Boxing clever? Amazon Fire TV is SO CLOSE to being excellent
Telly box with gaming for the price of a tank of petrol
Running out of stream
Just because the Fire TV spec shows Bluetooth, don't expect to be able to connect all your devices to it. For a start, there's no Bluetooth audio support. So if you thought you could stream music to it from a Bluetooth phone or tablet, think again. Likewise, gamers and solitary movie buffs will be no doubt disappointed to discover that the Fire TV can't stream soundtracks to Bluetooth headphones either.
Even though apps use a web view arrangement, there is no web browser on the device. That seems a missed opportunity especially given the very useable accuracy of the voice control. Even without it the user interface is reasonable for a sit-back experience but could be better; for instance, a zoom feature would be useful for text.
A glimpse of the UK services on offer
Out of the box, the Fire TV lacks the ability to stream media from your own network, so if you've a NAS box crammed full of your music and video files then you'll be frustrated here. Roku provides a simple media app that supports most formats apart from .AVI. The Fire TV has a Squeezebox player, among others to can overcome these shortcomings but overall, this level of compatibility could be much more refined.
And talking of refinements, surprisingly, there is no access to the Amazon Store, which looks like another missed opportunity and particularly annoying for those seeking some instant gratification music purchases.
While Amazon provides plenty of content to view on the Fire TV some of it is going to be below par, which is where user reviews can come in handy. However, browsing movies on the Fire TV gives no access to user reviews, which isn't very helpful. Go to Amazon’s site, for example, and you can browse 1,170 reviews for Peter Jackson’s The Hobbit. On Fire TV, nothing.
To add to the list of gripes, account management is a problem, too, as the Fire TV can only connect to one Amazon account. By default, everything on that account is available to any user of the device, including the ability to make purchases. You can limit this to some extent with parental controls, requiring a PIN to make purchases or blocking access to photos, but it is not fully thought through.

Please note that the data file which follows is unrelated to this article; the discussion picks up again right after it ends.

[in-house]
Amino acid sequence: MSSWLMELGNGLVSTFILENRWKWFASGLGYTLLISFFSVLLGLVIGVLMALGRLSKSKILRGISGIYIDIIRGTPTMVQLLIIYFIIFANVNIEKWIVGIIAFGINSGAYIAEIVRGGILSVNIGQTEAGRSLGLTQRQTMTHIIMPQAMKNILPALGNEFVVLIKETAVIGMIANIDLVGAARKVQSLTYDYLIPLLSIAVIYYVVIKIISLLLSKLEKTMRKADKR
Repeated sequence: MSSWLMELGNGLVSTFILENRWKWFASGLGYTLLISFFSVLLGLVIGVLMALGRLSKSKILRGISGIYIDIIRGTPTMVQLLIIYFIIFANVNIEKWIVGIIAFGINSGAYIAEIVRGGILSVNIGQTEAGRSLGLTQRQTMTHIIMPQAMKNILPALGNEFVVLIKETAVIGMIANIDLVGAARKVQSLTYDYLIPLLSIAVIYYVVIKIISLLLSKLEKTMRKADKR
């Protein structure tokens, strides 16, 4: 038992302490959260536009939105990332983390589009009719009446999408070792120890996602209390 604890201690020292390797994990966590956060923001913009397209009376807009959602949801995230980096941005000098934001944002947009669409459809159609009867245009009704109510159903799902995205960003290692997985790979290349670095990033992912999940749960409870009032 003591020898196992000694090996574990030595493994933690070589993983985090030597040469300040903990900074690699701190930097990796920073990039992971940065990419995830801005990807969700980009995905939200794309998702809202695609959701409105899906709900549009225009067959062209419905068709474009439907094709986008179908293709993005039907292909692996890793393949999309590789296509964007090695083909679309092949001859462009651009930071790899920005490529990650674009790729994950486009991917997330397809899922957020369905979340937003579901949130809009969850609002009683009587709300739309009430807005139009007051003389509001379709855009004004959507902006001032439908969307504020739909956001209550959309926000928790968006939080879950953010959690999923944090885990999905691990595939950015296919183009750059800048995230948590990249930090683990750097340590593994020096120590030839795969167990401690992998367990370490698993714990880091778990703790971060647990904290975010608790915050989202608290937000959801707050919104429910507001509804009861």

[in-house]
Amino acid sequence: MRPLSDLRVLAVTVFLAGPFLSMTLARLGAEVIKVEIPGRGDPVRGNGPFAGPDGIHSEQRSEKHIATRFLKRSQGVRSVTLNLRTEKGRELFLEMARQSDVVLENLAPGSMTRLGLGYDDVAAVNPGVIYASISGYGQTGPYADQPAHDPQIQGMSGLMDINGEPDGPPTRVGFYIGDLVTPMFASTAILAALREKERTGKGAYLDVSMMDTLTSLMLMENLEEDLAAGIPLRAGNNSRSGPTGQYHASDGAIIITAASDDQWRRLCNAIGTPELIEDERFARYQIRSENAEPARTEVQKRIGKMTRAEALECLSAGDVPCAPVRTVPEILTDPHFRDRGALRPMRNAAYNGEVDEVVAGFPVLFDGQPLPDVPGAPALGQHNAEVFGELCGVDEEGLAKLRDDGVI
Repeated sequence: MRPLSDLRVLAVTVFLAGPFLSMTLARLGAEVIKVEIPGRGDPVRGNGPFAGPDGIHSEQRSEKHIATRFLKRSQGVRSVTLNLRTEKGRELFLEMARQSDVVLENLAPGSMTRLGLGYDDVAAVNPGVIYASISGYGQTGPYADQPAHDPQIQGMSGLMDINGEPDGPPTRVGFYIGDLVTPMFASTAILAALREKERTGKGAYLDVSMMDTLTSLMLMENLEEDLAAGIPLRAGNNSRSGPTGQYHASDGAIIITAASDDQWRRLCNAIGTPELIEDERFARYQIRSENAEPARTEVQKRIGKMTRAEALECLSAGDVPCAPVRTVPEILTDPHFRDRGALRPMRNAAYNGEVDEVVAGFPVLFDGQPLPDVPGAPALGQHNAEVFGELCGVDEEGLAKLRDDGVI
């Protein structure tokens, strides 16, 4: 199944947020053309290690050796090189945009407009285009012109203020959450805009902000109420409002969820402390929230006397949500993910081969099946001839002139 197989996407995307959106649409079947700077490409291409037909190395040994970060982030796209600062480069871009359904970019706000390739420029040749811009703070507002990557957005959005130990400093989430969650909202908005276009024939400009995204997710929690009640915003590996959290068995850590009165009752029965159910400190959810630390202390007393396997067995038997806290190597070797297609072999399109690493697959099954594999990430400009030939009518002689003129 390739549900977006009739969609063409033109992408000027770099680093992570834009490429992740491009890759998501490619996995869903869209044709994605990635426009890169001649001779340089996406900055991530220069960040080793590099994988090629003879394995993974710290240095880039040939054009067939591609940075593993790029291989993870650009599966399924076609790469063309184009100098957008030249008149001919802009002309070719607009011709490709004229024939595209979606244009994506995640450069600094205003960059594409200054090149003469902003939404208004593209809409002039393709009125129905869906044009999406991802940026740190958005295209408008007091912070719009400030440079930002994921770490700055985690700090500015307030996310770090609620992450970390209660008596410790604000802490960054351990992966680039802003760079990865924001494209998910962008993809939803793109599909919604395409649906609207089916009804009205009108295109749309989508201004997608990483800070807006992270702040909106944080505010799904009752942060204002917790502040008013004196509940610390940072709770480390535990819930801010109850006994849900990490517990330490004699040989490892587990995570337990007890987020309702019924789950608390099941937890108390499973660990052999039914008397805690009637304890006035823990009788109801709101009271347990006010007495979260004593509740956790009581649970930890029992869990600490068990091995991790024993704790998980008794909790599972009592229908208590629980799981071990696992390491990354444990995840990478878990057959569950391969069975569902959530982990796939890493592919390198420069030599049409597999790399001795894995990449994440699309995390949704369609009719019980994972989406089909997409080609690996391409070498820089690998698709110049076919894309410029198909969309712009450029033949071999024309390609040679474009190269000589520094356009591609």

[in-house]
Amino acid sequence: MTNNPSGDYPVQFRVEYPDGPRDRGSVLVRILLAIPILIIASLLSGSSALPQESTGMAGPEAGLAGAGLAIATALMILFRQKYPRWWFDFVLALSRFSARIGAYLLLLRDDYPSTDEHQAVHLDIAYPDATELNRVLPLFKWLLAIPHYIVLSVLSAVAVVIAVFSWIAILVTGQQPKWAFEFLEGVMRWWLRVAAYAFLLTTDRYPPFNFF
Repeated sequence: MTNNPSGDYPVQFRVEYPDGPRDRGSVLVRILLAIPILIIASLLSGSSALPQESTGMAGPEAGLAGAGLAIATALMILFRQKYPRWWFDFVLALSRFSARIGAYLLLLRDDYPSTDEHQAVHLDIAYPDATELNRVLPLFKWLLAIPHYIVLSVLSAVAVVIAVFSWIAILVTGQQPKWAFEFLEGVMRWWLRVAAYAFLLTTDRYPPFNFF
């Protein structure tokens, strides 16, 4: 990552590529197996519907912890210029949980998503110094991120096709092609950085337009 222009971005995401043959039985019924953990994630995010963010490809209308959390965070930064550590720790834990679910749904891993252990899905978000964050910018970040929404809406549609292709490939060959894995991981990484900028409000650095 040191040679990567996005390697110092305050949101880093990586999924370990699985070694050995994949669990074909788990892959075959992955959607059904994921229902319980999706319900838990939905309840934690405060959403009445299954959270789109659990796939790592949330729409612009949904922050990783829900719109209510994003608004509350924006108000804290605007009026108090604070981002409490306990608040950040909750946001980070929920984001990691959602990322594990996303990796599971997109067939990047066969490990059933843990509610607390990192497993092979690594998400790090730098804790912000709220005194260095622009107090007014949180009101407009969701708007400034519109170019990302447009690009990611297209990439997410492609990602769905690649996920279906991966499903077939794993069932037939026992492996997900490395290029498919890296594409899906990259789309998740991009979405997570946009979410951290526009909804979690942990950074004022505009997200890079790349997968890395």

Growing pains: the Fire TV is clever in places and yet completely fragmented in other areas
The Reg Verdict
In use you get the impression there is plenty of promise here. Fire TV is a neat and well-specified device. On this score it easily beats Apple TV, Roku 3 or Google Chromecast in memory and processor. The out of box experience is good, especially for Prime members who mainly have streaming video in mind. Voice search and photo sync are decent extra features. Add to that the potential of the device as a budget games console, and you have a worthwhile and good value box.
The frustration is that Fire TV could be so much better. There are too many feature gaps, some down to immaturity and a weak ecosystem, some caused by Amazon’s desire to promote its own content services, and some which are hard to explain, like lack of support for Bluetooth headphones. Certainly the Amazon Fire TV is a better proposition than a Fire Phone but it really needs to evolve before it can earn a full recommendation. ®
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